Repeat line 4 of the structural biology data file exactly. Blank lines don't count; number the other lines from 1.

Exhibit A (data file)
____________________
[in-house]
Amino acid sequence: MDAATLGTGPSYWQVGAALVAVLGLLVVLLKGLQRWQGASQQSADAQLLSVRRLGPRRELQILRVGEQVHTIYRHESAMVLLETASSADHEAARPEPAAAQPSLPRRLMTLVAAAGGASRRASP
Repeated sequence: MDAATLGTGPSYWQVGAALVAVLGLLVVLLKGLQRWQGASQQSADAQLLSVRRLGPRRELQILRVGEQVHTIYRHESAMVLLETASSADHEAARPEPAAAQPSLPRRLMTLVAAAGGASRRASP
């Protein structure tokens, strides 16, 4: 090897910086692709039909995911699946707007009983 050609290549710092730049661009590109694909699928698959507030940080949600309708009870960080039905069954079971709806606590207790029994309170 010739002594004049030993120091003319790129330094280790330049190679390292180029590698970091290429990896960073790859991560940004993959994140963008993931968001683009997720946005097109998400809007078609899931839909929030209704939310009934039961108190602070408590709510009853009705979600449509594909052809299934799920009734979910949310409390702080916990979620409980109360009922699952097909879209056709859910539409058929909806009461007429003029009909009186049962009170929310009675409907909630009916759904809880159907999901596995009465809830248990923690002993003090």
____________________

């Protein structure tokens, strides 16, 4: 090897910086692709039909995911699946707007009983 050609290549710092730049661009590109694909699928698959507030940080949600309708009870960080039905069954079971709806606590207790029994309170 010739002594004049030993120091003319790129330094280790330049190679390292180029590698970091290429990896960073790859991560940004993959994140963008993931968001683009997720946005097109998400809007078609899931839909929030209704939310009934039961108190602070408590709510009853009705979600449509594909052809299934799920009734979910949310409390702080916990979620409980109360009922699952097909879209056709859910539409058929909806009461007429003029009909009186049962009170929310009675409907909630009916759904809880159907999901596995009465809830248990923690002993003090």